Change means movement. Movement means friction. Only in the frictionless vacuum of a nonexistent abstract world can movement or change occur without that abrasive friction of conflict.
Nature and politics abhor a vacuum. The moment a newly formed vacuity opens the resulting space is filled with the first onrush of whatever commodity is directly adjacent. If authority is missing from a power structure it will quickly be occupied by multiple players looking to occupy that power vacuum, almost always with intense and sudden conflict. Why, after 12 centuries of relative safety, was Rome conquered by the the Goths, the Huns, and the Vandals all within 4 decades? It was because of the sudden void created by the absence of Rome’s ability to project power. I call this sudden destructive collision caused by unexpected power gap the vacuum clap.
The ramifications of these vacuum claps can ripple for a long long time after the initial cause. How many of the current geo-polical problems are a direct result of the sudden “clap” that resulted from abdication of European imperialist influence. Notice how the resulting fallout happens regardless of the justice or morality of the cause of the vacuum! It doesn’t matter that imperialism legitimately HAD to end; there were going to be violent ramifications resulting from the sudden change for decades (and centuries) to come.
Regulation created your income disparity. The removal of regulation created your financial crisis.
— Author Unknown
Where this comes to play most on the intra-national scale seems to be in the area of state regulatory policy. The creation of laws (regardless if they are good or bad) create an artificial “scaffolding” around a pattern of behaviors. Instead of behavior progressing natural based on mutual interaction (again, good or bad) the behavior is artificial. This is exacerbated by incentives that may come into direct conflict with the intended behaviors creating black markets, legal opportunist, and artificial ancillary effects. The spread of the car culture is as much a product of government profit regulation in the passenger rail market as it is the government construction of the interstate system.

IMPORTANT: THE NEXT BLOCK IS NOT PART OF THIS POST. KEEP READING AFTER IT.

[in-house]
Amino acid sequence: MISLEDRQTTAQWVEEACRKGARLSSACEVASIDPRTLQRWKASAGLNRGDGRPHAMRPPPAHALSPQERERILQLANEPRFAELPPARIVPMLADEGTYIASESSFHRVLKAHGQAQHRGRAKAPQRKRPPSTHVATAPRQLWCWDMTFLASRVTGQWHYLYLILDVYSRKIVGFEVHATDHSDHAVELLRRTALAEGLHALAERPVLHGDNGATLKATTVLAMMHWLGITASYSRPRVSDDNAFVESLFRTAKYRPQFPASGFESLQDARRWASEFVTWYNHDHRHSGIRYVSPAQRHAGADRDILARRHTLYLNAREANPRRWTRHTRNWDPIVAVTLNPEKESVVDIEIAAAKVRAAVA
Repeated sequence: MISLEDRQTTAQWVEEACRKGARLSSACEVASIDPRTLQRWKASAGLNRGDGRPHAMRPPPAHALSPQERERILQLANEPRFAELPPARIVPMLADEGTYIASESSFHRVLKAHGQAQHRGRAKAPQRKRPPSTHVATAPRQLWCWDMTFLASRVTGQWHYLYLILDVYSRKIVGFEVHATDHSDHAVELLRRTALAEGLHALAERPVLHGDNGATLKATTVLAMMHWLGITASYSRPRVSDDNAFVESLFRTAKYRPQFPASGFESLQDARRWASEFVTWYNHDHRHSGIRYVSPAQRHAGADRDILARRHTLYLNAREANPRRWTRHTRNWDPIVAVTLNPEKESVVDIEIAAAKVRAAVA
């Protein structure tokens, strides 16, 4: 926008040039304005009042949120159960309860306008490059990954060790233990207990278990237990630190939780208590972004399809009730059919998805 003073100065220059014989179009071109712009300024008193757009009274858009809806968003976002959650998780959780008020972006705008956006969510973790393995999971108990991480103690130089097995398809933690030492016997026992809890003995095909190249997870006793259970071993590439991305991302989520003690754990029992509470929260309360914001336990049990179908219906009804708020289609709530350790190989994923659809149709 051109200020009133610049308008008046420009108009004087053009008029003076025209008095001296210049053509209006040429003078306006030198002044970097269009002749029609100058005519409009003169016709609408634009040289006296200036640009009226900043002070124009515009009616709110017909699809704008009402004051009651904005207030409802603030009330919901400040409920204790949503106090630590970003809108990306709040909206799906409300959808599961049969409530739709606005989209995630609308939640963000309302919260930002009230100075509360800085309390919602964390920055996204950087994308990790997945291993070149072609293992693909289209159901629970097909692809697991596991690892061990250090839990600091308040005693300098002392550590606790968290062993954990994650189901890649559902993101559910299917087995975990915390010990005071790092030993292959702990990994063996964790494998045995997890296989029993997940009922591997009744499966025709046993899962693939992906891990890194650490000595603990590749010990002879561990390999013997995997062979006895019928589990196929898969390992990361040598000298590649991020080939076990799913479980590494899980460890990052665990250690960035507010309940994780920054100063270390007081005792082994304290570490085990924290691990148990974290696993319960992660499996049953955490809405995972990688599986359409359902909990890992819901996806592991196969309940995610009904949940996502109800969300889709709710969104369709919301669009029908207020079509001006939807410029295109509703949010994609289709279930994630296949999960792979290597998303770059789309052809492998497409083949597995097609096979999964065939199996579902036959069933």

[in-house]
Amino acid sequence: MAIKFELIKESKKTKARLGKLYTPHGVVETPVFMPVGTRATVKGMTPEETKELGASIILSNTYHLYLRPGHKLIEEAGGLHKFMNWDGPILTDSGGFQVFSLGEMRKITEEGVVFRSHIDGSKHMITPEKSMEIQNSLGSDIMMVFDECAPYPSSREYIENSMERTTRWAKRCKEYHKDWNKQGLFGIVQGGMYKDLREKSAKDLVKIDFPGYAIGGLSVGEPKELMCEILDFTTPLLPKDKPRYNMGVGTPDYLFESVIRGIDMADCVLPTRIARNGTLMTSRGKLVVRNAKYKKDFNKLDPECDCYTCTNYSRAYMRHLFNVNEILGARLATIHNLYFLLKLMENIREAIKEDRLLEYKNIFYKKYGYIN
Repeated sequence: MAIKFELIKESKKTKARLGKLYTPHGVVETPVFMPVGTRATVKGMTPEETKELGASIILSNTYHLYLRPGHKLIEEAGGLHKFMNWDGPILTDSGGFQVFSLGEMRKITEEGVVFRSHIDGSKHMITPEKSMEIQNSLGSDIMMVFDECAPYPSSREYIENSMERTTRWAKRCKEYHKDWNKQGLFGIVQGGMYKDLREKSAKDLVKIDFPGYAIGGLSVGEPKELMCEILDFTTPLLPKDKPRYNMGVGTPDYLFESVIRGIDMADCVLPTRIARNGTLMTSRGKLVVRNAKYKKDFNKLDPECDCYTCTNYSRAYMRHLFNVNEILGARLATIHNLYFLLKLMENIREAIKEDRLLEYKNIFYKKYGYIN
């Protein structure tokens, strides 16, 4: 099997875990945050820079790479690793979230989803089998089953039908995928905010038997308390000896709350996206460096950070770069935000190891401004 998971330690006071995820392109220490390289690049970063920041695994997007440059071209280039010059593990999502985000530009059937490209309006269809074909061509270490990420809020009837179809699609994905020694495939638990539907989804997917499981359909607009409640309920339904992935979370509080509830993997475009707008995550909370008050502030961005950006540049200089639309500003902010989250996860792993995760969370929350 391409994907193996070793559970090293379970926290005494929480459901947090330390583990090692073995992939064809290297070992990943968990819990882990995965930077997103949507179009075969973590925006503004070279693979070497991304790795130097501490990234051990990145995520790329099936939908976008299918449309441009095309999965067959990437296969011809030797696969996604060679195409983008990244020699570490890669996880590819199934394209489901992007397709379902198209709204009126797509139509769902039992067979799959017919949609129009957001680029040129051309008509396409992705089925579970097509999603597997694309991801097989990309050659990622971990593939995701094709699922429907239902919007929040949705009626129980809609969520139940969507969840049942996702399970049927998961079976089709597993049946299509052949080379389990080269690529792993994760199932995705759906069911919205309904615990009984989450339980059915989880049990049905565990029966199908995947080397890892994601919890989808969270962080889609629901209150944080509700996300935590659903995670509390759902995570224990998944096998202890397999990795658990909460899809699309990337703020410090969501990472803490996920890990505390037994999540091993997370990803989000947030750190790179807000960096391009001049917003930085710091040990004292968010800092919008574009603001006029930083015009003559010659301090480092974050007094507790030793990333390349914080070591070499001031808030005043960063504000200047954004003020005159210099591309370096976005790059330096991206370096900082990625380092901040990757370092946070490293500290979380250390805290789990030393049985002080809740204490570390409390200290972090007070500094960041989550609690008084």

So artificial vacuums created by regulation are a problematic, but then imagine the problems created by removing those controls. When the “scaffolding” is kicked out, even if the scaffolding was an objective bad thing, the result is an almost certain crash. In the normal ebb and flow of markets, a natural equilibrium eventually takes hold* but removing bureaucracy always creates a vacuum that markets will suddenly (and often destructively) will try to fill.
This is one reason why even bad laws are difficult to remove. When critics say that getting rid of regulation will cause havoc, they are generally correct. Of course, most of the time the regulation is demonstrably bad and often even counter-productive to the intended purpose.** This brings about the worst in government. The endlessly expanding dregs of our failed attempts at law, never to be removed because the pain of pulling off the bandage is worse than the slow pain of infection.
Questions are never indiscreet, answers sometimes are.
How do we shorten the time it takes for a new equilibrium after the resulting void? My gut reaction is that the better the feedback mechanism the faster a state of balance will occur. On the macro level this can be exceedingly difficult. Using the imperialism example from above, notice how feedback isn’t spread equally among all the constituents. England was more concerned with the collapse of imperialism that its colonies were, but isn’t nearly as effected by the results of that debacle.
Ultimately the best solution is to never create such voids in the first place. In the realm of intra-national regulation it is obvious to point out that our attempts at a solution are often worse than the original symptom, especially in the long run. In the area of international governments the way to preempt such voids is to limit the use of force on other peoples, countries, and nations. Power never spent will not create a vacuum.***
*In actuality the ebb and flow always continue because nothing ever stays the same and markets are always trying to innovate. Part of the problem with laws is that they never innovate.
** How many billions of tons of CO2 have been created by regulating ethanol production?
*** My favorite definition of injustice is “Injustice is the abuse of power; force used against the unwilling. Using power or authority to take from others their life, liberty, dignity, or the fruits of their love or their labor”